Man Grows 250 Different Kinds Of Apples On One Tree: How Did Paul Barnett Get So Many Varieties On The Same Bush?

By Philip Ross on September 30, 2013 1:59 PM EDT

apple tree
Paul Barnett grows 250 kinds of apples on the same tree. (Photo: Reuters)

A man in the UK has created an apple tree with 250 different kinds of apples on its branches. The Daily Mail reports that Paul Barnett, a horticulturist, spent 24 years splicing together hundreds of different kinds of apples on to the same tree.

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The duly-named "family tree" has almost any variety of apple you can think of growing on its branches - Granny Smiths, Golden Delicious, Wadhurst Pippin, Brownlees Russet and a bunch of others you've probably never heard of (Wolf River? Ross Nonpareil?).

Barnett, who lives in Chidham, a town about 75 miles southwest of London near the English Channel coast, said he use to work at a nursery with 90 different types of apple trees in rows. He was reportedly inspired to try something similar, but in a much smaller space.

"I wanted to grow my own trees but I didn't have the space to plant that number so I started a 'family tree' where I can have all the different varieties in one space," Barnett told The Daily Mail.

The tree, which the 40-year-old horticulturalist planted in 1989, is now 20 feet tall. Its branches containing the various kinds of apples fan out from a single trunk, and are held up by pieces of wood. As seen in photos of the massive apple tree, little white tags placed by the apple bunches denote the variety of each juicy fruit.

"The tree has cooking, eating and cider apples on it but I normally only get a few of each variety of apple each year," he said. "It's great to see all the different colors and sized apples on the tree this time of year."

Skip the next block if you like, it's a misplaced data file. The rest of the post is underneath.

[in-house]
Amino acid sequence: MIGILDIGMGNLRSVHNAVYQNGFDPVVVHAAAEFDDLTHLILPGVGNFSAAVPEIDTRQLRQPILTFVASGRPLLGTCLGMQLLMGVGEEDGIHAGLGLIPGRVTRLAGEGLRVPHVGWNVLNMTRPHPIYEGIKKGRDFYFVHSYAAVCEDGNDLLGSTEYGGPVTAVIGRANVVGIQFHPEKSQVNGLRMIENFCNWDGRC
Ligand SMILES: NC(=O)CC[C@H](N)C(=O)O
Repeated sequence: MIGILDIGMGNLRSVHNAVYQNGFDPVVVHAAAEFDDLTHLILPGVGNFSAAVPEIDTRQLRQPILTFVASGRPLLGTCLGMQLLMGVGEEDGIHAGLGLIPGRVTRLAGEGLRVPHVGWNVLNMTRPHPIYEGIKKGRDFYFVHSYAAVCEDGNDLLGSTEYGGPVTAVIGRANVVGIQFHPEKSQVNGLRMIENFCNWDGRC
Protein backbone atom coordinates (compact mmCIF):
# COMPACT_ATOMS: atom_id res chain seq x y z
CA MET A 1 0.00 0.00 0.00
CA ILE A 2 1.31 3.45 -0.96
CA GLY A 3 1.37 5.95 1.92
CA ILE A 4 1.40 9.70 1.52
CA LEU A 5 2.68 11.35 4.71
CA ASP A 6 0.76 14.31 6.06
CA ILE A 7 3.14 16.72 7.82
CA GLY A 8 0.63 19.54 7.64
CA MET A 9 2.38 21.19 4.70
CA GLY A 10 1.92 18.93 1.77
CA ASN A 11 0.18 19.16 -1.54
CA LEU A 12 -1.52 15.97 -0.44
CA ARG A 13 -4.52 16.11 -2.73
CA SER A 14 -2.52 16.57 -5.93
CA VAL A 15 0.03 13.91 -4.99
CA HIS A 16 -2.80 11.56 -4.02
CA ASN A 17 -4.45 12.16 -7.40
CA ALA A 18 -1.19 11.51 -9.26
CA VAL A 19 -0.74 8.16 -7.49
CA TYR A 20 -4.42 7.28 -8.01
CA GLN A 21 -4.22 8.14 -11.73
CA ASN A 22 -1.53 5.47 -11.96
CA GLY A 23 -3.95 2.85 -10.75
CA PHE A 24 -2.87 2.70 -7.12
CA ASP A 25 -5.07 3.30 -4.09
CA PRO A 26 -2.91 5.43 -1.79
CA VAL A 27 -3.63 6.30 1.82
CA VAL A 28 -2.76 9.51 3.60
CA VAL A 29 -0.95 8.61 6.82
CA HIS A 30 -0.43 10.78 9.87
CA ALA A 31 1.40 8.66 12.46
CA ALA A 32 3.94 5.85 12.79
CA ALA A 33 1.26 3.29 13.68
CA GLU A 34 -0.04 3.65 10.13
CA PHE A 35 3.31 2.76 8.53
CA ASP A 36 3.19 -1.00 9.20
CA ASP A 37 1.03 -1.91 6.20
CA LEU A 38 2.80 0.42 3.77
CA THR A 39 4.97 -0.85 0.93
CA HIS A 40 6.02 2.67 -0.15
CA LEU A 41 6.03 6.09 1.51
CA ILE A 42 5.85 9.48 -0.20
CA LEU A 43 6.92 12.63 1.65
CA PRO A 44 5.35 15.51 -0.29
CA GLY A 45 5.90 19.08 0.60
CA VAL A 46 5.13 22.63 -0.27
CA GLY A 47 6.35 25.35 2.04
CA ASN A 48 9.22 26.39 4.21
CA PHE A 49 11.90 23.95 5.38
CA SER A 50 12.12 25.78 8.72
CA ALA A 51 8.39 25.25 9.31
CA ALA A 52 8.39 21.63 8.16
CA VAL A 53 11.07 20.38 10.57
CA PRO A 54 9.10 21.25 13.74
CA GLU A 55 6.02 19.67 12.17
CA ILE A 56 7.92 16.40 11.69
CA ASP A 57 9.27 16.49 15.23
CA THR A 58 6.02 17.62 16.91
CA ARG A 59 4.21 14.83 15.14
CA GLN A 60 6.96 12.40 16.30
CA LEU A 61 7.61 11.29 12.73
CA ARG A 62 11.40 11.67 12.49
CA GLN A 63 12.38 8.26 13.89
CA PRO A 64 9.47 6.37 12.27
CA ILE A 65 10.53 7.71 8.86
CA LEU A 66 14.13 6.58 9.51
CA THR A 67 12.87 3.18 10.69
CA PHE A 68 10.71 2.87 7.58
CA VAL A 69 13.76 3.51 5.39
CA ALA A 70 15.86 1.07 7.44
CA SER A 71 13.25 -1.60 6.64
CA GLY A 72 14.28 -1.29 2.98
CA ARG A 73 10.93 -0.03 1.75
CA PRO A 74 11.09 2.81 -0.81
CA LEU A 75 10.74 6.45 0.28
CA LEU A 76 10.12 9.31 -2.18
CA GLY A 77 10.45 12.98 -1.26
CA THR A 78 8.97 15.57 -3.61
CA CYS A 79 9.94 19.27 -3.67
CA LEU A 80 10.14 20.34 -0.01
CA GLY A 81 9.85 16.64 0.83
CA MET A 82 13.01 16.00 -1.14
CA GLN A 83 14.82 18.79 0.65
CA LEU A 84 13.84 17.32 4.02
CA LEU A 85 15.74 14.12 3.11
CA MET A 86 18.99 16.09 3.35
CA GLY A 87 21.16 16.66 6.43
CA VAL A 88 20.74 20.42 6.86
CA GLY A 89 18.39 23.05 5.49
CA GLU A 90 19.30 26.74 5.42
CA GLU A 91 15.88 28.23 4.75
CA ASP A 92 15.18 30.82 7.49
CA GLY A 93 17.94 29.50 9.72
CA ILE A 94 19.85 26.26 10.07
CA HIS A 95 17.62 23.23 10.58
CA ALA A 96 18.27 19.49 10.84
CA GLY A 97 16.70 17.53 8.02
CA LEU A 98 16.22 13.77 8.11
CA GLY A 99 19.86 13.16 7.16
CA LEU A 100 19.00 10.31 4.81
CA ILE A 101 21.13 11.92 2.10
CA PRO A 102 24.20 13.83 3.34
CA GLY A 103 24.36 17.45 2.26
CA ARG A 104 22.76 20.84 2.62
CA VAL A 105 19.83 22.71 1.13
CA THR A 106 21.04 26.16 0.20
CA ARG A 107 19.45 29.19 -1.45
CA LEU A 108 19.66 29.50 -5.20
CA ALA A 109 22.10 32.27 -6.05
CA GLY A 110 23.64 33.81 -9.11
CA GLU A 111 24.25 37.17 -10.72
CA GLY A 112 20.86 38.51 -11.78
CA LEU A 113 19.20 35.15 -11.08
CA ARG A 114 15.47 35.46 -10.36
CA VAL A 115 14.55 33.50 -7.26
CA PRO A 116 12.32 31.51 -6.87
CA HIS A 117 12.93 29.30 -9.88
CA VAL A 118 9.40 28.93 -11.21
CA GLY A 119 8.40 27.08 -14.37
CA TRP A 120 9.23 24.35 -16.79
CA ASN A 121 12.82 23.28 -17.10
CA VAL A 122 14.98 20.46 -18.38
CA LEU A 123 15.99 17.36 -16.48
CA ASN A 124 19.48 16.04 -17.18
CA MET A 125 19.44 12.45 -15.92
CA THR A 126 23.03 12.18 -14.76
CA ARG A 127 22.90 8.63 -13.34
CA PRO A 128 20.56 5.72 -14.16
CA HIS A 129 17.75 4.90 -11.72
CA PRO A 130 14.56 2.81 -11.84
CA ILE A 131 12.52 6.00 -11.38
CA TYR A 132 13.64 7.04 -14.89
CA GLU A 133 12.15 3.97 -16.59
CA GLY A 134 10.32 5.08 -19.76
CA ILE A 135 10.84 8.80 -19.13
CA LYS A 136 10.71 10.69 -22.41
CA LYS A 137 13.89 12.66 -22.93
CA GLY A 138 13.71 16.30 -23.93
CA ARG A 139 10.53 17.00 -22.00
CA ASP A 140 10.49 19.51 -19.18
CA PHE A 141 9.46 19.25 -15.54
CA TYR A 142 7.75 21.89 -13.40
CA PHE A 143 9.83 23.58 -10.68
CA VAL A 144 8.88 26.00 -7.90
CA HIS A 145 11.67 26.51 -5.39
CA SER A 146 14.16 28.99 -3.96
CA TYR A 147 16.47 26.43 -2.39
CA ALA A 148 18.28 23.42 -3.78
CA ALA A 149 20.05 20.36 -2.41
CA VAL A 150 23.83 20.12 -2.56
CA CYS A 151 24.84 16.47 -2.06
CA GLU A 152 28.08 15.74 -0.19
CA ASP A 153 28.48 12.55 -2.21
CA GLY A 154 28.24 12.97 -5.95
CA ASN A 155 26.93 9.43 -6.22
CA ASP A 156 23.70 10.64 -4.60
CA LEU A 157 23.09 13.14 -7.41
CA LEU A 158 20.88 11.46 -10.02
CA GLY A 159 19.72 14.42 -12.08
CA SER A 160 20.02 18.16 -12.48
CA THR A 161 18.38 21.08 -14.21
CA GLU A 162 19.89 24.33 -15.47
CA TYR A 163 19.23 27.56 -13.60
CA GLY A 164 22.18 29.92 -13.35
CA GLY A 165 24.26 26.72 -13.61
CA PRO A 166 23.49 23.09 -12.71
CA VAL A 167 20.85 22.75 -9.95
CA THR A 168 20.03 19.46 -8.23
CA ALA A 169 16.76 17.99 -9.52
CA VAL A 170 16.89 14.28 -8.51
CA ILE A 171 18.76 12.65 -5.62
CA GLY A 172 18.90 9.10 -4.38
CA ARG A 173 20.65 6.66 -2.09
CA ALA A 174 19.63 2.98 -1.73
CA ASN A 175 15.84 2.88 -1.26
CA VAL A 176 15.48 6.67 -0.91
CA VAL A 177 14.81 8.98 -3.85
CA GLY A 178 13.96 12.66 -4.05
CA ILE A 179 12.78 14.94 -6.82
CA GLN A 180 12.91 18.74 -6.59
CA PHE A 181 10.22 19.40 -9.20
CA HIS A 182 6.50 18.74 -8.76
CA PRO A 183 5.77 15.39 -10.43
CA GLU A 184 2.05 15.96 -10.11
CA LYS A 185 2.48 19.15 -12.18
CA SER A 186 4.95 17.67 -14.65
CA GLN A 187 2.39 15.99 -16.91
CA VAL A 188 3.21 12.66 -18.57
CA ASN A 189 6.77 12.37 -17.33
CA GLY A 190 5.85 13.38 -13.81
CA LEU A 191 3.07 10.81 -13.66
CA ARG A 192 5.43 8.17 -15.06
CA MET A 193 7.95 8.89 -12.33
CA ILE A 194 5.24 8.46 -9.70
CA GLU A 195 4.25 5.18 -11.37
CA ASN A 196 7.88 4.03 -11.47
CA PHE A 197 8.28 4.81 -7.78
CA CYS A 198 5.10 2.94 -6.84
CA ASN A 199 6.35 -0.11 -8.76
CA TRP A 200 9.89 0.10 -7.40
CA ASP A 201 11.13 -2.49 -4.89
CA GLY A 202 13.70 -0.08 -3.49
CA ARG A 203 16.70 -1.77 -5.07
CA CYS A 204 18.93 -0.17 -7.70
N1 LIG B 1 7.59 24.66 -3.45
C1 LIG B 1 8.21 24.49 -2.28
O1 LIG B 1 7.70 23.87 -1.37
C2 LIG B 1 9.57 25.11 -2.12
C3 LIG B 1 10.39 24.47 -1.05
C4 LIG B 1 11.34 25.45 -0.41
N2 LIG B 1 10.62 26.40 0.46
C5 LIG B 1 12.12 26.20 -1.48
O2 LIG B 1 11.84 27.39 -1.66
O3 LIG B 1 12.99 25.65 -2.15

So how did Barnett do it? According to the horticulturalist, he adds varieties to the tree every year by either budding or grafting new varieties onto it. Budding involves cutting from another apple tree and embedding the bud into the bark of Barnett's "family tree." He also grafts new branches onto his tree by inserting sections from other apple trees.

To get new varieties, Barnett either buys them from the home of the National Fruit Collection, one of the largest collections of fruit trees and plants in the world located in Kent, England, or trades them with other apple growers.

Horticulture is the science and art of growing flowers, fruits, vegetables and ornamental plants for human use. It comes from the Latin word hortus, meaning "garden," and cultūra, meaning "cultivation." According to the University of Illinois, there are roughly 7,500 varieties of apple grown throughout the world. They originated in an area between the Caspian and the Black Seas, and were favored by ancient Greeks and Romans.

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